Category AM

This driving licence category means you can drive two or three wheeled motors with a maximum design speed between 15.5mph and 28mph. But, you’ll need to pass a compulsory basic training test (CBT) as well.

This classification also includes quad bikes that have a maximum design speed of between 15.5mph and 28mph, weighing no more than 350kg (doesn’t include batteries on electric vehicles).

<Category C1

After passing the appropriate test, you’ll be entitled to drive vehicles weighing between 3,500kg and 7,500kg (with a trailer up to 750kg).

Category C1+E

This driving licence category gives you trailer entitlement to Category C1, meaning you can tow a trailer weighing over 750kg. The catch? The combined weight of both the vehicle and the trailer cannot exceed 12,00kg and the trailer cannot weigh more than the towing vehicle either.

Category C

To get this driving licence category, you’ll need to complete atest to drive vehicles weighing more than 3,500kg (with a trailer up to 750kg).

Category C+E

Cat C+E gives you trailer entitlement to Category C, meaning you can tow a trailer weighing over 750kg.

Category D1

With the D1 driving licence category, you can drive a minibus with no more than 16 passenger seats and a maximum length of 8 metres, once you’ve passed the relevant test. You’ll also be able to tow a trailer up to a maximum weight of 750kg.

+Category D1+E

With this classification you can drive D1 category vehicles with a trailer over 750kg – provided the combined weight of the trailer and vehicle do not exceed 12,000kg.

-Category D

The Category D code means you can drive any bus with more than 8 passenger seats (with a trailer up to 750kg).

Category D+E

-Category D+E lets you tow a trailer over 750kg on a Category D vehicle.

Category G

If you fancy it, the G driving licence category gives you entitlement to drive a road roller.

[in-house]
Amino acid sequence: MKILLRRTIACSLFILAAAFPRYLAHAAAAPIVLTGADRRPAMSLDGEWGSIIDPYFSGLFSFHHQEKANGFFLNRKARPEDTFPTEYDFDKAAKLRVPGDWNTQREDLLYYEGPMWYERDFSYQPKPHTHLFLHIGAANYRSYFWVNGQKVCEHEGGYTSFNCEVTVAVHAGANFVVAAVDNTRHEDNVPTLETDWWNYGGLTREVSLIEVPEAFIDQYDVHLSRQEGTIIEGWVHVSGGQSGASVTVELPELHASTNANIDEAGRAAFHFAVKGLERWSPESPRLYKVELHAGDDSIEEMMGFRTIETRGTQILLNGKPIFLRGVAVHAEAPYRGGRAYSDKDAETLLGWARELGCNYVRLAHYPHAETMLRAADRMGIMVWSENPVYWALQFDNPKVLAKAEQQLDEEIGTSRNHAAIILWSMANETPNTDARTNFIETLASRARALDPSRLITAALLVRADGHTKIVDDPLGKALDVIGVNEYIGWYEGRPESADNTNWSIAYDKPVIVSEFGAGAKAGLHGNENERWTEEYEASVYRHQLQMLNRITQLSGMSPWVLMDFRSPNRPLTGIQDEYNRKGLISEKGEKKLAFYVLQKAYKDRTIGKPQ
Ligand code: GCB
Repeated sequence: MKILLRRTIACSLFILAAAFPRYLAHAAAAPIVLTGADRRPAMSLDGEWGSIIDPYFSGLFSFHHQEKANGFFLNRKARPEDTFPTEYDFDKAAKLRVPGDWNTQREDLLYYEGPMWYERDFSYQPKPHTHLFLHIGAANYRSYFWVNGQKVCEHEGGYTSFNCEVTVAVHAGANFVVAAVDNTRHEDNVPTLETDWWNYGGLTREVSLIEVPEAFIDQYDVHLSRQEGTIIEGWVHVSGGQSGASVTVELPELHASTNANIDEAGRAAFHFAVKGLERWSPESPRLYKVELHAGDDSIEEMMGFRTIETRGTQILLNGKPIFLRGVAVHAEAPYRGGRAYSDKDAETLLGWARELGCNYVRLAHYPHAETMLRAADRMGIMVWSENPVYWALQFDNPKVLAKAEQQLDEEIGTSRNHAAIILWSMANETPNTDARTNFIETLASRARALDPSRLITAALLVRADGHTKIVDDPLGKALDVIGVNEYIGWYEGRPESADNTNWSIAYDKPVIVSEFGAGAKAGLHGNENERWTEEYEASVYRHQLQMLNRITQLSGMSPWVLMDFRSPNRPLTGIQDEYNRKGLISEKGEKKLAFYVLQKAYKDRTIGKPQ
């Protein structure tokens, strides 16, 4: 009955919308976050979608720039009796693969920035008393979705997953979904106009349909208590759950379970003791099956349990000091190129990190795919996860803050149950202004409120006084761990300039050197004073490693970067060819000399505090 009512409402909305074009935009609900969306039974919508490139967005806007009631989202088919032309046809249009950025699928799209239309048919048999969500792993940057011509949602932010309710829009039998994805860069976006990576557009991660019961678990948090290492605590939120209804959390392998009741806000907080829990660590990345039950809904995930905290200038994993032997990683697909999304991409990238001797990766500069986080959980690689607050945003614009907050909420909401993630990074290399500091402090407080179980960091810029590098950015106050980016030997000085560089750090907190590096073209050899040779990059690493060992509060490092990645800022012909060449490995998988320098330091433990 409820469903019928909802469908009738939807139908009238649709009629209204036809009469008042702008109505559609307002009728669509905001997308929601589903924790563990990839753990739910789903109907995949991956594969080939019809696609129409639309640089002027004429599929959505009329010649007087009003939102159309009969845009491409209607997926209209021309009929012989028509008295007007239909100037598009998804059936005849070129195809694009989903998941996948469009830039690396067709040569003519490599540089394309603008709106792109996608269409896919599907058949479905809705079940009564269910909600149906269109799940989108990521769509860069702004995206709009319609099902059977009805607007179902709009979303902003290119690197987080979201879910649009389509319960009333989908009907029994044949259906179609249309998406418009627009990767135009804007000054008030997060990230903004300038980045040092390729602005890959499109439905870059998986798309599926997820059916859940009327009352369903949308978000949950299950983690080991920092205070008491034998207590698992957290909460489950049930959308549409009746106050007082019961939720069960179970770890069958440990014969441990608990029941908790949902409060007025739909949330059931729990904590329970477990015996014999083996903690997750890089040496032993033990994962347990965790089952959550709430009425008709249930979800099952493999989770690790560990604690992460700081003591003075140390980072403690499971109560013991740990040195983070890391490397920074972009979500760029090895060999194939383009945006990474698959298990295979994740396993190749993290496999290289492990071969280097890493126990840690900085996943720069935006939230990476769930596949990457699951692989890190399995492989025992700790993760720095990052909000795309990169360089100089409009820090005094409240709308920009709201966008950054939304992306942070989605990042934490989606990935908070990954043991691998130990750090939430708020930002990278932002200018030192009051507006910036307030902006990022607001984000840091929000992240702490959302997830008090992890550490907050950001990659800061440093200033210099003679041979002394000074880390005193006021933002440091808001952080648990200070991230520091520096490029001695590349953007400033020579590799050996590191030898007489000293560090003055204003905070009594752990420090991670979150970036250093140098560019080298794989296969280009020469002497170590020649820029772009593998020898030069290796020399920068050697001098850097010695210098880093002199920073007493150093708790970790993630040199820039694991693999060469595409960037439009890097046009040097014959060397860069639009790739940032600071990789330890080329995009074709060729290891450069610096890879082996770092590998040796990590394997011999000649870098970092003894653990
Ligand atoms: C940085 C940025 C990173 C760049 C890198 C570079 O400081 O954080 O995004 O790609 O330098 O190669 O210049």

Category H

With Category H, you can drive tracked vehicles- and yes, this includes tanks.

Other

You don’t need a drivers license for electric bikes, mobility scooters or powered wheelchairs.

ALL ABOUT DRIVERS CODES

Along with categories covering what vehicles you can drive, your driving license codes add a wealth of other information about you – the holder. Here’s what you need to know.

Why are drivers license codes different to categories?

Drivers license categories dictate the types of vehicles that an individual can drive, whereas drivers license codes tell you what conditions actually apply.

How do I check my drivers license codes?

You can find the drivers license codes that relate to your license by looking under section 12 on the reverse of your drivers license. Ignoring codes can result in big fines, so it’s essential to take note of any restrictions on your license and comply.

Here are some of the common drivers license codes you could find listed under section 12.

Code: 01

This means you need eyesight correction when driving and you’ll need to wear glasses or contact lenses when driving – by law. Failure to do so could result in a fine and penalty points. You'll also need to report any changes to your vision or any corrective surgery.

Code: 02

The 02 drivers license code means that a hearing or communication aid must be worn when behind the wheel. As with eyesight, you must tell the DVLA about any changes to your hearing.

Code: 106

The 02 driving licence code means that a hearing or communication aid must be worn when behind the wheel. As with eyesight, you must tell the DVLA about any changes to your hearing.

Code: 115

Not a restriction per-se, but this driving licence code lets authorities know that the holder of the license is an organ donor.

Click here for a full list of driving license codes and what they mean.

Safe driving tips

For any journey, safe and legal driving should be the priority. Having a handle on what your driving license means is a good way to ensure that you’re clued up on the road.

Looking for tips on how to drive abroad ?

If you’re driving abroad make sure that you know the rules for the country you’re in, such as sign posting, speed limits, directions and general driving laws.

The most valuable safe driving tip is to plan ahead for every journey. Driving conditions change with seasons, and roadworks or road closures are almost guaranteed to delay you at some point. So, schedule in some rest breaks, take your time and don’t get distracted while driving. Got a plane to catch? Get there on time by booking parking in advance.

 

How is it like driving in UK ?

In United Kingdom , safe and legal driving goes far beyond the highway code.

Your drivers license is your ticket to freedom – so, know it well, use it right and enjoy the drive!

uk drivers license categories explained